(Author’s note. I worked on this for several days only to have it completely dumped when I tried to save it. This has been rewritten largely from memory.)
In the mid 1960s, with the country mired in the Vietnam War the Air Force determined that it would need a new fighter aircraft to counter the threat of newer Soviet aircraft.
The aircraft that came out of the F-X project is the plane we know today as the F-15. The F-15 would not be the plane it is today, however, if certain people had gotten their way.
Most notable of these people was Fighter Weapons School instructor John Boyd. Along with a group of like-minded fighter pilots who are often referred to as “The Reformers” or as “The Fighter Mafia”.
Today people might call them “disrupters” because they wanted to shake up the defense establishment.
Boyd himself was a very polarizing figure. People tend to think he was either the greatest military mind since Clausewitz or a total a-hole. He famously claimed that he could beat anyone in a dogfight in 40 seconds. A claim which as far as I know is unsubstantiated. Boyd flew in Korea as a wingman and never scored an aerial kill.
At the time all this was going on the main fighter of the USAF and US Navy was the F-4 Phantom.
The Fighter Mafia particularly disdained the F-4. First off, it came from the Navy and the Air Force hates having to take Navy aircraft. It was too big, had too many engines, too much avionics and too many radar-guided missiles. Plus it could (Eeeeeek!) drop bombs. Fighter pilots generally hate dropping bombs. Even multi-role F-16 pilots would rather chase each other around the sky than do “air to mud” given a choice.
Air-to-ground is bullshit! — John Boyd
Fighter pilots make movies. Bomber pilots make history. — Anonymous
The worse thing about the F-4, however, was that it had too many people. Originally the Air Force put two pilots in the F-4, which drove the fighter guys nuts. Later on they switched to putting Navigators (WSOs) in the back seat. Even so an F-4 driver once told me “There’s not a WSO in the world I wouldn’t trade for 200 extra pounds of fuel.”
Boyd and the Reformers are often credited with the development of the F-15. I would say the F-15 was developed more in spite of them than because of them. While they did play a large part in its development, they didn’t really like the F-15, thinking it too big and too complex. They especially didn’t want the pulse-doppler radar and radar guided missiles, which is pretty much what makes the F-15 what it is.
It’s tough to argue with success. The F-15 has a record of something like 104 to 0 in air to air combat.
No sooner had the F-15 been developed that the Reformers went back to pushing for the plane they had really wanted in the first place.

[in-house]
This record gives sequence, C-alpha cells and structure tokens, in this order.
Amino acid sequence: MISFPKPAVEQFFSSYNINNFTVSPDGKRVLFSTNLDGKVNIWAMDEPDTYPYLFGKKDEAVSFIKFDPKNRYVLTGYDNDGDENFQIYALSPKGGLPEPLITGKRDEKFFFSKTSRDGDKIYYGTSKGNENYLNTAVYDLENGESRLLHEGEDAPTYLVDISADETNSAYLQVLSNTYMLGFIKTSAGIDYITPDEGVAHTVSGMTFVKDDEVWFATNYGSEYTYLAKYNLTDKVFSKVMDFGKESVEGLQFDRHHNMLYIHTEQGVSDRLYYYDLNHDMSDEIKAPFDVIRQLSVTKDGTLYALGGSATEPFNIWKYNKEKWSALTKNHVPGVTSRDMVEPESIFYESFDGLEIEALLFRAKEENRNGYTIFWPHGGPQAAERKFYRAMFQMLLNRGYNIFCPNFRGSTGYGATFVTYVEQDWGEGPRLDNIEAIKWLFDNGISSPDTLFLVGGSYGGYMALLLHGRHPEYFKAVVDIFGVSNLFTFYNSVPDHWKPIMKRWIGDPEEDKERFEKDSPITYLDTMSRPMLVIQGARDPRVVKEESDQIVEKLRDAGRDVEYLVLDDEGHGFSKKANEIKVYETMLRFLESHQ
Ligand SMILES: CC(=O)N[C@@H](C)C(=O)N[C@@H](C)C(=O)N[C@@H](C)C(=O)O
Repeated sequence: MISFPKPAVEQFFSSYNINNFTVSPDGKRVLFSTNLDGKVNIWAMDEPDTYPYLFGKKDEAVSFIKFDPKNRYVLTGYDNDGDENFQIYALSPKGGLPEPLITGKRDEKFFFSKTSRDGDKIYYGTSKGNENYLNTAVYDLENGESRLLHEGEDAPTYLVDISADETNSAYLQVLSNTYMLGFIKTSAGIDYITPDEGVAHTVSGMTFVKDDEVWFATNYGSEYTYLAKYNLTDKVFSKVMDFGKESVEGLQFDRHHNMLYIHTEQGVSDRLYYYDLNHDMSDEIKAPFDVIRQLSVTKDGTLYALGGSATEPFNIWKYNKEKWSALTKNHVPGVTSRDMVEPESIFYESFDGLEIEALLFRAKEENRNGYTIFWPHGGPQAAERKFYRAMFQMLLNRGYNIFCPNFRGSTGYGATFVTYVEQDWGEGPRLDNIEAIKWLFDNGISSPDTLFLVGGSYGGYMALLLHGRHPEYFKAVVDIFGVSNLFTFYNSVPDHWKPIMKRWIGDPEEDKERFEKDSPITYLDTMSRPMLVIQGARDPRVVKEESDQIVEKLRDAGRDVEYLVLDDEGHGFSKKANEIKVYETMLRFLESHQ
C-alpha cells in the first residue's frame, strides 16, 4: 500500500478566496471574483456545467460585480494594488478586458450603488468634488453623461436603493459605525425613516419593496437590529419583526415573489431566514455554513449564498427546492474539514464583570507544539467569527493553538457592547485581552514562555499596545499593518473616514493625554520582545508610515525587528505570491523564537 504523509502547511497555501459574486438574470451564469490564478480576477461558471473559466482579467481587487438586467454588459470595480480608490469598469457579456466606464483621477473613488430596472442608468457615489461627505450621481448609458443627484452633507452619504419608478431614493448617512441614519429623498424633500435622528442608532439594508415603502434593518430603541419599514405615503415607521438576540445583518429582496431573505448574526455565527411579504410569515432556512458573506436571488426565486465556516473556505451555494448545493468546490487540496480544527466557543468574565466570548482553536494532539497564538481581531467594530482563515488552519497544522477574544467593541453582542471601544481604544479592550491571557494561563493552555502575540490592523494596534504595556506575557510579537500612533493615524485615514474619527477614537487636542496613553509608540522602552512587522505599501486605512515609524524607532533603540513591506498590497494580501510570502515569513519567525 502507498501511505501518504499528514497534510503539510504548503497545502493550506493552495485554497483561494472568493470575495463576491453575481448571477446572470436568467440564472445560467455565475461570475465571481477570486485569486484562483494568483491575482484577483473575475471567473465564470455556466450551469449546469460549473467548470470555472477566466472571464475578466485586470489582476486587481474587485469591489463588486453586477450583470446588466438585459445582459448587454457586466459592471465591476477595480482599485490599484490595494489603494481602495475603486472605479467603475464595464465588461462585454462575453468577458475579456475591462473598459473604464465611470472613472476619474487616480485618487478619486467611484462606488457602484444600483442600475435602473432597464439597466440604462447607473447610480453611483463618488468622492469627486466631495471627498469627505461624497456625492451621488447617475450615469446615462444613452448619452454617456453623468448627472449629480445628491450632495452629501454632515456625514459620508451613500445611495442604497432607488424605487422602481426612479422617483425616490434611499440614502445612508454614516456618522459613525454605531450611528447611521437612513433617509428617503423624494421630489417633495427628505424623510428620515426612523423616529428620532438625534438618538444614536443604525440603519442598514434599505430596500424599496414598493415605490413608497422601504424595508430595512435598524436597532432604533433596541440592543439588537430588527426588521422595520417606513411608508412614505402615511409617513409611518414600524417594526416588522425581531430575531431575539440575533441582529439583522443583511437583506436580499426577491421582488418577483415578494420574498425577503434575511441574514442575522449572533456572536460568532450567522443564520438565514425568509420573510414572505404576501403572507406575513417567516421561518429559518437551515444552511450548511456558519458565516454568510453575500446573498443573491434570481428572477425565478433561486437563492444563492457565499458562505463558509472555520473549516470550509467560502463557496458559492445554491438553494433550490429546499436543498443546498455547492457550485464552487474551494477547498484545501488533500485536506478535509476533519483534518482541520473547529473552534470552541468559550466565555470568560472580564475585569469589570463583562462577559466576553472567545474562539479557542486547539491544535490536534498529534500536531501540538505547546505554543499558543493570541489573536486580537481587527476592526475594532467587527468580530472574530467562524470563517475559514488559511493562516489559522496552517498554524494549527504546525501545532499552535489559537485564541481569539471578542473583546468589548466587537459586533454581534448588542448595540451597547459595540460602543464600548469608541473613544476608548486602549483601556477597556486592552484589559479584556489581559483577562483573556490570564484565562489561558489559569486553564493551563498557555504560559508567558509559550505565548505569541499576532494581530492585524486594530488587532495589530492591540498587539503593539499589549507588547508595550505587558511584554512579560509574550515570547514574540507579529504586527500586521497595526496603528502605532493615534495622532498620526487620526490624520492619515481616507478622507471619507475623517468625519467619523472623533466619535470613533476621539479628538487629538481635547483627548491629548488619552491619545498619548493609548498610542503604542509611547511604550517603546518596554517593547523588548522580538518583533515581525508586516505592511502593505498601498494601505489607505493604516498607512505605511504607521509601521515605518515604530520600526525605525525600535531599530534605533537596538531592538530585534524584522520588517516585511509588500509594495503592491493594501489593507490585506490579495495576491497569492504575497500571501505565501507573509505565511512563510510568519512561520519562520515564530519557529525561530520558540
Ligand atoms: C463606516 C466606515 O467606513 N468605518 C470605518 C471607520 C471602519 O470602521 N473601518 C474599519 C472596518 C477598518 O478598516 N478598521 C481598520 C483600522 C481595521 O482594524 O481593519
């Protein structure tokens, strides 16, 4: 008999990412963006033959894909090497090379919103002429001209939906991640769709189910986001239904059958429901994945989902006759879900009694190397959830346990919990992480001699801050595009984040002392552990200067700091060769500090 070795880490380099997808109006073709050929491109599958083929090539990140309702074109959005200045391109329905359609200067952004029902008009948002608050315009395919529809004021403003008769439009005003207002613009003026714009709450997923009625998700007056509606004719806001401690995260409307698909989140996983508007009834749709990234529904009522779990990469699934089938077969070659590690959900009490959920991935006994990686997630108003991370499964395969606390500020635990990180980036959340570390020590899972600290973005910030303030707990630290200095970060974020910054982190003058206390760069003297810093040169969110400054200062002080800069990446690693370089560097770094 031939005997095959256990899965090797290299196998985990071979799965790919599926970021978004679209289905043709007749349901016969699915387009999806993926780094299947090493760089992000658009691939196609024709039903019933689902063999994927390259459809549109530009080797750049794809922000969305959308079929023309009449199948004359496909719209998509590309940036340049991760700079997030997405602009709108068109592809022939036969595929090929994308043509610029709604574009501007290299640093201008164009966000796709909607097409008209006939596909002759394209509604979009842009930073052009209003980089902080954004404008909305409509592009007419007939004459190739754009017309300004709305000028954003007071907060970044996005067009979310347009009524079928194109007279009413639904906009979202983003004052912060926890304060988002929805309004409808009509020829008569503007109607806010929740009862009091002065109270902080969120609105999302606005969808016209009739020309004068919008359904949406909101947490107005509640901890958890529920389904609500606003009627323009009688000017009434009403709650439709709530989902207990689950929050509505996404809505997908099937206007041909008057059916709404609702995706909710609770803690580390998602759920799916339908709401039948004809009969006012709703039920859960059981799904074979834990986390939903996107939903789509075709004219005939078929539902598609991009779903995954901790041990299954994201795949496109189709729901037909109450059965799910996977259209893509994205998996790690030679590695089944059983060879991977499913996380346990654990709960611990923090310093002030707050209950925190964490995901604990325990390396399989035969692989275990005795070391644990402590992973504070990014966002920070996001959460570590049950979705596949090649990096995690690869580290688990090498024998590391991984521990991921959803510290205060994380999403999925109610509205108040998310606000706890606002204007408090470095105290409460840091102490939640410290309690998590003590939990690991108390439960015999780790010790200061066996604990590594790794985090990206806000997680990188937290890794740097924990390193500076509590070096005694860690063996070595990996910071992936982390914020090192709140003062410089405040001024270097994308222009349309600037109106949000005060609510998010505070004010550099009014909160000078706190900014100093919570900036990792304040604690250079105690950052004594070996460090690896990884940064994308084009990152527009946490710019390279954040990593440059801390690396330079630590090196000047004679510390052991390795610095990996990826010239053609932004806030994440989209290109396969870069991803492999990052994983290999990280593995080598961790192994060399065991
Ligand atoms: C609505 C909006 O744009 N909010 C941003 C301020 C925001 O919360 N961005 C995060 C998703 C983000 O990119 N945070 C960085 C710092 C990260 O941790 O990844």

What the Fighter Mafia wanted was a light, simple (there we go again), single-seat, single-engine fighter with no radar, guns only or maybe a couple of heat-seeking missiles. Basically the YF-16 prototype, which was quite a bit different from the production F-16.
The YF-16 was everything the Fighter Mafia wanted. Small, light, highly maneuverable. Armed only with a 20mm cannon and two Sidewinder missiles.
Compared the YF-16 this F-16C Block 70 looks like an entirely different aircraft.
By the time the F-16 reached production it had become a multi-role aircraft with an air-to-air radar and bomb dropping capability. It was larger, heavier and not as nimble as the YF-16. It has also gone on to be one of the most successful fighters ever. With over 4,500 of them operated by 27 different countries over the years.
The Fighter Mafia felt betrayed by the production F-16 and started lobbying yet again for their simple lightweight day fighter, which thankfully never came about.
They envisioned large numbers of these little guys would achieve air superiority through epic dogfights reminiscent of World War I. And then…….well I’m not sure. I guess put on airshows to entertain the ground troops since they wouldn’t be able to drop bombs. “Not one pound for air-to-ground!” was the mantra.
The problems with this approach are numerous:
First off, this was the Cold War and we were preparing for a major conflict in Europe. Now anyone who has spent any time in Northern Europe can tell you that the weather tends to be pretty crappy much of the time. All those wonderful little day VFR fighters would have spent a lot of time on the ground staring up at the overcast layer.
Then there’s the issue of logistics. We would need a lot more pilots to fly all those fighters. Which means more trainer jets, and more instructor pilots and more instructors to train those instructors and more mechanics, and more air bases to house all this stuff. Not so simple after all.
Then there’s the minor problem of between the F-15 and the lightweight fighter, roughly 2/3 of the USAF fleet would have had no air-to-ground capability whatsoever.
There was a popular saying back then: you can shoot down all the MiGs you want but if the Russian tank commander is eating lunch in your snack bar when you get back, you’ve lost the war.